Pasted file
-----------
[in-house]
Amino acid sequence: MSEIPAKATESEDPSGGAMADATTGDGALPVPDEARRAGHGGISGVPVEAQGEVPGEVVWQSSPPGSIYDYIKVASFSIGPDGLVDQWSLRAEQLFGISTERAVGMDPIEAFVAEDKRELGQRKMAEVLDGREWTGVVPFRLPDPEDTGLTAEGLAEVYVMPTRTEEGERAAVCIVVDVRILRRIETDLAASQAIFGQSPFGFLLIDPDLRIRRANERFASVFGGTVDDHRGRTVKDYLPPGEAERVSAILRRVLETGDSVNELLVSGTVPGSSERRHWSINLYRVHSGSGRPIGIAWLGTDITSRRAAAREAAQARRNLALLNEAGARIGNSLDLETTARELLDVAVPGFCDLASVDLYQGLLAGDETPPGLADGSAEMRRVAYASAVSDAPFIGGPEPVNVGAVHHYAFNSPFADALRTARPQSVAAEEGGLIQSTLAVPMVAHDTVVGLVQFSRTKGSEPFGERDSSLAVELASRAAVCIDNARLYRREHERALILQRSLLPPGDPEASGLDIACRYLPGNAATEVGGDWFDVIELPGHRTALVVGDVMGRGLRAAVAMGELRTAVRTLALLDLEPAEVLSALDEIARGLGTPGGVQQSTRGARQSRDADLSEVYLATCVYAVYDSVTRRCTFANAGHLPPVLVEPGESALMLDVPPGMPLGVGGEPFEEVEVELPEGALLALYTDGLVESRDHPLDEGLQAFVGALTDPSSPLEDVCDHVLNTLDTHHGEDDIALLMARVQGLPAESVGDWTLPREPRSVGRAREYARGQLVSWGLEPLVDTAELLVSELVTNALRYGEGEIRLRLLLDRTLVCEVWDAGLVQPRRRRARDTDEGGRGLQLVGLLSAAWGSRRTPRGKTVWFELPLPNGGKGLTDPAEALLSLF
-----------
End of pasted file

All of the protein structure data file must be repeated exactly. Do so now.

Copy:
[in-house]
Amino acid sequence: MSEIPAKATESEDPSGGAMADATTGDGALPVPDEARRAGHGGISGVPVEAQGEVPGEVVWQSSPPGSIYDYIKVASFSIGPDGLVDQWSLRAEQLFGISTERAVGMDPIEAFVAEDKRELGQRKMAEVLDGREWTGVVPFRLPDPEDTGLTAEGLAEVYVMPTRTEEGERAAVCIVVDVRILRRIETDLAASQAIFGQSPFGFLLIDPDLRIRRANERFASVFGGTVDDHRGRTVKDYLPPGEAERVSAILRRVLETGDSVNELLVSGTVPGSSERRHWSINLYRVHSGSGRPIGIAWLGTDITSRRAAAREAAQARRNLALLNEAGARIGNSLDLETTARELLDVAVPGFCDLASVDLYQGLLAGDETPPGLADGSAEMRRVAYASAVSDAPFIGGPEPVNVGAVHHYAFNSPFADALRTARPQSVAAEEGGLIQSTLAVPMVAHDTVVGLVQFSRTKGSEPFGERDSSLAVELASRAAVCIDNARLYRREHERALILQRSLLPPGDPEASGLDIACRYLPGNAATEVGGDWFDVIELPGHRTALVVGDVMGRGLRAAVAMGELRTAVRTLALLDLEPAEVLSALDEIARGLGTPGGVQQSTRGARQSRDADLSEVYLATCVYAVYDSVTRRCTFANAGHLPPVLVEPGESALMLDVPPGMPLGVGGEPFEEVEVELPEGALLALYTDGLVESRDHPLDEGLQAFVGALTDPSSPLEDVCDHVLNTLDTHHGEDDIALLMARVQGLPAESVGDWTLPREPRSVGRAREYARGQLVSWGLEPLVDTAELLVSELVTNALRYGEGEIRLRLLLDRTLVCEVWDAGLVQPRRRRARDTDEGGRGLQLVGLLSAAWGSRRTPRGKTVWFELPLPNGGKGLTDPAEALLSLF